Intravenously Delivered Mesenchymal Stem Cells: Systemic Anti-Inflammatory Effects Improve Left Ventricular Dysfunction in Acute Myocardial Infarction and Ischemic Cardiomyopathy

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Abstract

Rationale:

Virtually all mesenchymal stem cell (MSC) studies assume that therapeutic effects accrue from local myocardial effects of engrafted MSCs. Because few intravenously administered MSCs engraft in the myocardium, studies have mainly utilized direct myocardial delivery. We adopted a different paradigm.

Objective:

To test whether intravenously administered MSCs reduce left ventricular (LV) dysfunction both post–acute myocardial infarction and in ischemic cardiomyopathy and that these effects are caused, at least partly, by systemic anti-inflammatory activities.

Methods and Results:

Mice underwent 45 minutes of left anterior descending artery occlusion. Human MSCs, grown chronically at 5% O2, were administered intravenously. LV function was assessed by serial echocardiography, 2,3,5-triphenyltetrazolium chloride staining determined infarct size, and fluorescence-activated cell sorting assessed cell composition. Fluorescent and radiolabeled MSCs (1×106) were injected 24 hours post–myocardial infarction and homed to regions of myocardial injury; however, the myocardium contained only a small proportion of total MSCs. Mice received 2×106 MSCs or saline intravenously 24 hours post–myocardial infarction (n=16 per group). At day 21, we harvested blood and spleens for fluorescence-activated cell sorting and hearts for 2,3,5-triphenyltetrazolium chloride staining. Adverse LV remodeling and deteriorating LV ejection fraction occurred in control mice with large infarcts (≥25% LV). Intravenous MSCs eliminated the progressive deterioration in LV end-diastolic volume and LV end-systolic volume. MSCs significantly decreased natural killer cells in the heart and spleen and neutrophils in the heart. Specific natural killer cell depletion 24 hours pre–acute myocardial infarction significantly improved infarct size, LV ejection fraction, and adverse LV remodeling, changes associated with decreased neutrophils in the heart. In an ischemic cardiomyopathy model, mice 4 weeks post–myocardial infarction were randomized to tail-vein injection of 2×106 MSCs, with injection repeated at week 3 (n=16) versus PBS control (n=16). MSCs significantly increased LV ejection fraction and decreased LV end-systolic volume.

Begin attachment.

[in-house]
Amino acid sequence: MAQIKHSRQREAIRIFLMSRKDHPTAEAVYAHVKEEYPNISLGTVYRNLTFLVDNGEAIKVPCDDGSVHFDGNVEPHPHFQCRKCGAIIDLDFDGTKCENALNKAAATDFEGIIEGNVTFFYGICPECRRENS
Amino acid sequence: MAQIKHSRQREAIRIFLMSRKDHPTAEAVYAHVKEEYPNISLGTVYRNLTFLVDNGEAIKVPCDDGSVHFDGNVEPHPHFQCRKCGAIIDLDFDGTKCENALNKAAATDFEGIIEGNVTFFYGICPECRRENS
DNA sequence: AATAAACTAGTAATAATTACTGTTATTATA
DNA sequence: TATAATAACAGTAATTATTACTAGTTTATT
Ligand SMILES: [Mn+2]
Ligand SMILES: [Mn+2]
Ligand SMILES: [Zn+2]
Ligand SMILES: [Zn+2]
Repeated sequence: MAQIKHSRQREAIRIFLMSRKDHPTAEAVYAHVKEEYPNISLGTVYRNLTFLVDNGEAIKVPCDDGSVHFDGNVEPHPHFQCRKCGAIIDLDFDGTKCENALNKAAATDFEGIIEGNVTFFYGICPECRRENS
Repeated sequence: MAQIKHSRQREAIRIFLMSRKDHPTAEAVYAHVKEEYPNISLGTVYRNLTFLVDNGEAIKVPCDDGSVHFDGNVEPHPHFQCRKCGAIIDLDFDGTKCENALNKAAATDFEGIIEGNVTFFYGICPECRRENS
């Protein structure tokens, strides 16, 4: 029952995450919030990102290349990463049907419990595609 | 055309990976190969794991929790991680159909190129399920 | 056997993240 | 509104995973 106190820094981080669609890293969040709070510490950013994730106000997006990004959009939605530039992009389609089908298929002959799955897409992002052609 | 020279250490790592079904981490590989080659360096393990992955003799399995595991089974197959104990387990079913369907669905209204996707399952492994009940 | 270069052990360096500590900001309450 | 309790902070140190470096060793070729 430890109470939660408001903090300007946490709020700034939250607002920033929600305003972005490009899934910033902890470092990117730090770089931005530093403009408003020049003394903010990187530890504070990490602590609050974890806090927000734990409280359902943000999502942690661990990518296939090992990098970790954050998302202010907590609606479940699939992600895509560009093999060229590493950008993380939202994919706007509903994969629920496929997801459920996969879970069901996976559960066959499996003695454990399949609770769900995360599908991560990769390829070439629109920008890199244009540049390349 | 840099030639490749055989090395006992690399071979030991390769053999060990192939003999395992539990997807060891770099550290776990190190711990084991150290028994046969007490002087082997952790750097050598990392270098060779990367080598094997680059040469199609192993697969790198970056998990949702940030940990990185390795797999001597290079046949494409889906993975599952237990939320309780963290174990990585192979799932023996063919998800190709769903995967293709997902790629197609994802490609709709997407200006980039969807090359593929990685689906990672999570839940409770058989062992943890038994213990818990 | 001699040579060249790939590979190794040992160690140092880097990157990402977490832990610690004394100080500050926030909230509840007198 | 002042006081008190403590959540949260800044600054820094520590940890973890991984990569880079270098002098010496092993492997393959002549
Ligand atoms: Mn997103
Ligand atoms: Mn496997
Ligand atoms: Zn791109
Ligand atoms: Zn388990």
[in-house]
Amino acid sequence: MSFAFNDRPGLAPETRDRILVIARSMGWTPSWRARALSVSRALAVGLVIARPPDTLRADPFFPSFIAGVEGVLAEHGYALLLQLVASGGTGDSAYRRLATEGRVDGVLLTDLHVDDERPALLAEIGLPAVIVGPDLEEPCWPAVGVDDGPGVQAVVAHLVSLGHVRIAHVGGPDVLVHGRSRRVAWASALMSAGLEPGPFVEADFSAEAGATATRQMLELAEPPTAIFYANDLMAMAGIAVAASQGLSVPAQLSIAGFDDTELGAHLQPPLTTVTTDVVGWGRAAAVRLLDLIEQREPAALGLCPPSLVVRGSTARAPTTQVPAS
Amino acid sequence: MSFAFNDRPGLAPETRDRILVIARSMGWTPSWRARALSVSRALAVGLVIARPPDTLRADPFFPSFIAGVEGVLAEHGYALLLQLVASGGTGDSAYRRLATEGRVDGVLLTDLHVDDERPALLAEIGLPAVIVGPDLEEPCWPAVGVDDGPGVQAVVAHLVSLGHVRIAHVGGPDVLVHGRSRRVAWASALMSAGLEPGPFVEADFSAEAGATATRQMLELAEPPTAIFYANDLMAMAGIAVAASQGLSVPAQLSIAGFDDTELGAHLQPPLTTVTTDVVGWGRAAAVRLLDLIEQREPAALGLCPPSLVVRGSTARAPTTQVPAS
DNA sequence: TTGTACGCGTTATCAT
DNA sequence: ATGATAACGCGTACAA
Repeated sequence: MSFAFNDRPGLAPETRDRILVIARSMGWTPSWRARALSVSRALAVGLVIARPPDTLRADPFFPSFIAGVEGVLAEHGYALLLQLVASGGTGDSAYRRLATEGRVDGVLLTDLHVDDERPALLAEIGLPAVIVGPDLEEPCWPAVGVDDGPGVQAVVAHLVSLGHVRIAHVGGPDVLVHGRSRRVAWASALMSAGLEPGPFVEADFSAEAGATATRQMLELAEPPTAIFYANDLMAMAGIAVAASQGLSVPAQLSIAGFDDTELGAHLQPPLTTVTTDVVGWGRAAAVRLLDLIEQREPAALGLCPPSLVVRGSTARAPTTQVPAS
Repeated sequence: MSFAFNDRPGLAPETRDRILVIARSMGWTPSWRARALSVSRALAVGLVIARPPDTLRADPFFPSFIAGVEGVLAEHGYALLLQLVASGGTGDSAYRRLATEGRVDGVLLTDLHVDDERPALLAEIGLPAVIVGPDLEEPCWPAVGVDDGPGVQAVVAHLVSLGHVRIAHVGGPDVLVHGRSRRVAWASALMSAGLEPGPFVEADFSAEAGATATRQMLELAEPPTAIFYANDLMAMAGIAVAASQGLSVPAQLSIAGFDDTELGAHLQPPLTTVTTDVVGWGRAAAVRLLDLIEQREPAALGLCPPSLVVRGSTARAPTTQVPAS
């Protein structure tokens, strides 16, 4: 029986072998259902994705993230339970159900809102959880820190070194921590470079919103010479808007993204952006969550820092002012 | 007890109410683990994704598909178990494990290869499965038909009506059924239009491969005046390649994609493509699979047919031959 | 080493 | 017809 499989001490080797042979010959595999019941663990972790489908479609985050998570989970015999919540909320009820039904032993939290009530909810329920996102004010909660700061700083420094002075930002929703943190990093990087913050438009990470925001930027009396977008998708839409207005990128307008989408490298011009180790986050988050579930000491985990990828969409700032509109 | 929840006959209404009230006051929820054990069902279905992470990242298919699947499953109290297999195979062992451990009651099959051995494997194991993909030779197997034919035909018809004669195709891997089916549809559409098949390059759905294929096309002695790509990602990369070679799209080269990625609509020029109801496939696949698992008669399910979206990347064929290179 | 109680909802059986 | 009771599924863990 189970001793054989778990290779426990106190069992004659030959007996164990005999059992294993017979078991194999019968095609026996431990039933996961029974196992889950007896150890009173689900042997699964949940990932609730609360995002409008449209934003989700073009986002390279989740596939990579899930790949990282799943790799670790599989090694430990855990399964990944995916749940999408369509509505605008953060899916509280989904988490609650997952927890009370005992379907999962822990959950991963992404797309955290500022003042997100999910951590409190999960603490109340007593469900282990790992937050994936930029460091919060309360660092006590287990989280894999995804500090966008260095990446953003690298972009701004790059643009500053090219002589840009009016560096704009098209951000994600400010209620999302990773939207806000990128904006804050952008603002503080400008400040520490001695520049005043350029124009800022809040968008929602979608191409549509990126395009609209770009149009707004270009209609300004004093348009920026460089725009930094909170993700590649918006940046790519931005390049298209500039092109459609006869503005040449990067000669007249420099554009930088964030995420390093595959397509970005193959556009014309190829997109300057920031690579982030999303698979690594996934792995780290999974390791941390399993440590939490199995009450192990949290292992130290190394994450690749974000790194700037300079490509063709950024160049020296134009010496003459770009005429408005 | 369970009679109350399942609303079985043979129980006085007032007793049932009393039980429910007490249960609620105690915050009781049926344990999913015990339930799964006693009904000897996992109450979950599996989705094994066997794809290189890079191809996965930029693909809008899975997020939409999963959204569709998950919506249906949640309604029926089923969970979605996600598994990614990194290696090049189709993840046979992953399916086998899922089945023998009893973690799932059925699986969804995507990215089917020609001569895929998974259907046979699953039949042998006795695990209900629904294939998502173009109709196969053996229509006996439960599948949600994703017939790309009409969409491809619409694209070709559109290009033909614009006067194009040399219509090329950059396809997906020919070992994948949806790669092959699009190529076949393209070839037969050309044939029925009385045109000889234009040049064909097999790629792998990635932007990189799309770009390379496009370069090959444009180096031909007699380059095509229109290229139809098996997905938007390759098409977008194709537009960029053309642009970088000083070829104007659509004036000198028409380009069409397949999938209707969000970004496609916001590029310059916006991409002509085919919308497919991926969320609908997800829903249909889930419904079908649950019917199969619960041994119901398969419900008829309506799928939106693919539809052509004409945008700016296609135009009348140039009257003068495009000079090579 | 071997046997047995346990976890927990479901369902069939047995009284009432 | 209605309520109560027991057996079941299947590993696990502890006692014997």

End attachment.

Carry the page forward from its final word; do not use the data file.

Conclusions:

Intravenously administered MSCs for acute myocardial infarction attenuate the progressive deterioration in LV function and adverse remodeling in mice with large infarcts, and in ischemic cardiomyopathy, they improve LV function, effects apparently modulated in part by systemic anti-inflammatory activities.

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